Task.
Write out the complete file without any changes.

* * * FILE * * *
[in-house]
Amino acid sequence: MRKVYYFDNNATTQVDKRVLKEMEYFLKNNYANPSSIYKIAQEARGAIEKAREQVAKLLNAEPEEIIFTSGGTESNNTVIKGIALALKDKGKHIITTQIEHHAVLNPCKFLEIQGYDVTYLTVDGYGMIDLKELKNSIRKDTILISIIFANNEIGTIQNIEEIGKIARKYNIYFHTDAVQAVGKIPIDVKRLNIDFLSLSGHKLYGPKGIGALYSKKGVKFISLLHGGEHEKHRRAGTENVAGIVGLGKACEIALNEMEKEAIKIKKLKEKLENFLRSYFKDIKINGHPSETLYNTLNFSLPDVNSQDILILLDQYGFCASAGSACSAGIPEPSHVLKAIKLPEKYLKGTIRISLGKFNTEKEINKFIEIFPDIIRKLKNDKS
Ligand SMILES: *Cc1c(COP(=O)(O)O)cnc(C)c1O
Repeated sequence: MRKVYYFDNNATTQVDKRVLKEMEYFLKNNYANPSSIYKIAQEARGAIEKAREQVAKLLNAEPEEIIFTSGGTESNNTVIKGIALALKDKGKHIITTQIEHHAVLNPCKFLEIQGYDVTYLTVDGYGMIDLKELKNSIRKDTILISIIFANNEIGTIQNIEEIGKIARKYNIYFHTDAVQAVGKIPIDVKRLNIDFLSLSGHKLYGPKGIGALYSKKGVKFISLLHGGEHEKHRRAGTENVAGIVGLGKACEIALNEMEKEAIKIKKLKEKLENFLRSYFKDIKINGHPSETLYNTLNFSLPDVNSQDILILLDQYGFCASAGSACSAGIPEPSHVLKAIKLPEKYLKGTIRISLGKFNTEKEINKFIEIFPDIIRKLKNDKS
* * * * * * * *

[in-house]
Amino acid sequence: MRKVYYFDNNATTQVDKRVLKEMEYFLKNNYANPSSIYKIAQEARGAIEKAREQVAKLLNAEPEEIIFTSGGTESNNTVIKGIALALKDKGKHIITTQIEHHAVLNPCKFLEIQGYDVTYLTVDGYGMIDLKELKNSIRKDTILISIIFANNEIGTIQNIEEIGKIARKYNIYFHTDAVQAVGKIPIDVKRLNIDFLSLSGHKLYGPKGIGALYSKKGVKFISLLHGGEHEKHRRAGTENVAGIVGLGKACEIALNEMEKEAIKIKKLKEKLENFLRSYFKDIKINGHPSETLYNTLNFSLPDVNSQDILILLDQYGFCASAGSACSAGIPEPSHVLKAIKLPEKYLKGTIRISLGKFNTEKEINKFIEIFPDIIRKLKNDKS
Ligand SMILES: *Cc1c(COP(=O)(O)O)cnc(C)c1O
Repeated sequence: MRKVYYFDNNATTQVDKRVLKEMEYFLKNNYANPSSIYKIAQEARGAIEKAREQVAKLLNAEPEEIIFTSGGTESNNTVIKGIALALKDKGKHIITTQIEHHAVLNPCKFLEIQGYDVTYLTVDGYGMIDLKELKNSIRKDTILISIIFANNEIGTIQNIEEIGKIARKYNIYFHTDAVQAVGKIPIDVKRLNIDFLSLSGHKLYGPKGIGALYSKKGVKFISLLHGGEHEKHRRAGTENVAGIVGLGKACEIALNEMEKEAIKIKKLKEKLENFLRSYFKDIKINGHPSETLYNTLNFSLPDVNSQDILILLDQYGFCASAGSACSAGIPEPSHVLKAIKLPEKYLKGTIRISLGKFNTEKEINKFIEIFPDIIRKLKNDKS